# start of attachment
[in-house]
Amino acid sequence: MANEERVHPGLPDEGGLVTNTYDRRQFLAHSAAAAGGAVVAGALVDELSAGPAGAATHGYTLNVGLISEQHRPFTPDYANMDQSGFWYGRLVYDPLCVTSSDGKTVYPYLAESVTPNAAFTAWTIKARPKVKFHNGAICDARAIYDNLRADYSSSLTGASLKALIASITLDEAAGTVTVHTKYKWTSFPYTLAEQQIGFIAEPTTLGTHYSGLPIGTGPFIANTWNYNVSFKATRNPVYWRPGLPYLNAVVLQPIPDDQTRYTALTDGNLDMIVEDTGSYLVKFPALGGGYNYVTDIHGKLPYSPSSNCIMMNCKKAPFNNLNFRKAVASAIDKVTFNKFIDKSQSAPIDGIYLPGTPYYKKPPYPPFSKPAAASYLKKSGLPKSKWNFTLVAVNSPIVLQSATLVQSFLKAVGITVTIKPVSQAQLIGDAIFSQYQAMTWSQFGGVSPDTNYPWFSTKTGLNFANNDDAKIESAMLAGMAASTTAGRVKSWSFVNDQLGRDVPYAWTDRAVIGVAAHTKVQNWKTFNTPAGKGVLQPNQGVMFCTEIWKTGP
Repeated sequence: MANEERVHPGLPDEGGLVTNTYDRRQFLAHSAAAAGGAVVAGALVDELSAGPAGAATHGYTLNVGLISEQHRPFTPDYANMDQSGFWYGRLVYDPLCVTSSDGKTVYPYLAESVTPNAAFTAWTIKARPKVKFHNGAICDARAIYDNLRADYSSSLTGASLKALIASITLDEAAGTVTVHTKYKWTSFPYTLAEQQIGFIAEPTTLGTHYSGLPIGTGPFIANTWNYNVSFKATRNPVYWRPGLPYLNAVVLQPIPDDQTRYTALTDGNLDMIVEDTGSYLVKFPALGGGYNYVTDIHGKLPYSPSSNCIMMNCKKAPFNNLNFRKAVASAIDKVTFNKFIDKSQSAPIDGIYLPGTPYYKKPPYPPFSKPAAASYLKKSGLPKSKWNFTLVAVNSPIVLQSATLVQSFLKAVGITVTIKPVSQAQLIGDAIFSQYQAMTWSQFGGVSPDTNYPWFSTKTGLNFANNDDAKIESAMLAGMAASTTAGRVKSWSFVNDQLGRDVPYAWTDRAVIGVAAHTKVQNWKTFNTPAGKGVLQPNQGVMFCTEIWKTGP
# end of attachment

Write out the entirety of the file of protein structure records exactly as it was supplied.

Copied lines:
[in-house]
Amino acid sequence: MANEERVHPGLPDEGGLVTNTYDRRQFLAHSAAAAGGAVVAGALVDELSAGPAGAATHGYTLNVGLISEQHRPFTPDYANMDQSGFWYGRLVYDPLCVTSSDGKTVYPYLAESVTPNAAFTAWTIKARPKVKFHNGAICDARAIYDNLRADYSSSLTGASLKALIASITLDEAAGTVTVHTKYKWTSFPYTLAEQQIGFIAEPTTLGTHYSGLPIGTGPFIANTWNYNVSFKATRNPVYWRPGLPYLNAVVLQPIPDDQTRYTALTDGNLDMIVEDTGSYLVKFPALGGGYNYVTDIHGKLPYSPSSNCIMMNCKKAPFNNLNFRKAVASAIDKVTFNKFIDKSQSAPIDGIYLPGTPYYKKPPYPPFSKPAAASYLKKSGLPKSKWNFTLVAVNSPIVLQSATLVQSFLKAVGITVTIKPVSQAQLIGDAIFSQYQAMTWSQFGGVSPDTNYPWFSTKTGLNFANNDDAKIESAMLAGMAASTTAGRVKSWSFVNDQLGRDVPYAWTDRAVIGVAAHTKVQNWKTFNTPAGKGVLQPNQGVMFCTEIWKTGP
Repeated sequence: MANEERVHPGLPDEGGLVTNTYDRRQFLAHSAAAAGGAVVAGALVDELSAGPAGAATHGYTLNVGLISEQHRPFTPDYANMDQSGFWYGRLVYDPLCVTSSDGKTVYPYLAESVTPNAAFTAWTIKARPKVKFHNGAICDARAIYDNLRADYSSSLTGASLKALIASITLDEAAGTVTVHTKYKWTSFPYTLAEQQIGFIAEPTTLGTHYSGLPIGTGPFIANTWNYNVSFKATRNPVYWRPGLPYLNAVVLQPIPDDQTRYTALTDGNLDMIVEDTGSYLVKFPALGGGYNYVTDIHGKLPYSPSSNCIMMNCKKAPFNNLNFRKAVASAIDKVTFNKFIDKSQSAPIDGIYLPGTPYYKKPPYPPFSKPAAASYLKKSGLPKSKWNFTLVAVNSPIVLQSATLVQSFLKAVGITVTIKPVSQAQLIGDAIFSQYQAMTWSQFGGVSPDTNYPWFSTKTGLNFANNDDAKIESAMLAGMAASTTAGRVKSWSFVNDQLGRDVPYAWTDRAVIGVAAHTKVQNWKTFNTPAGKGVLQPNQGVMFCTEIWKTGP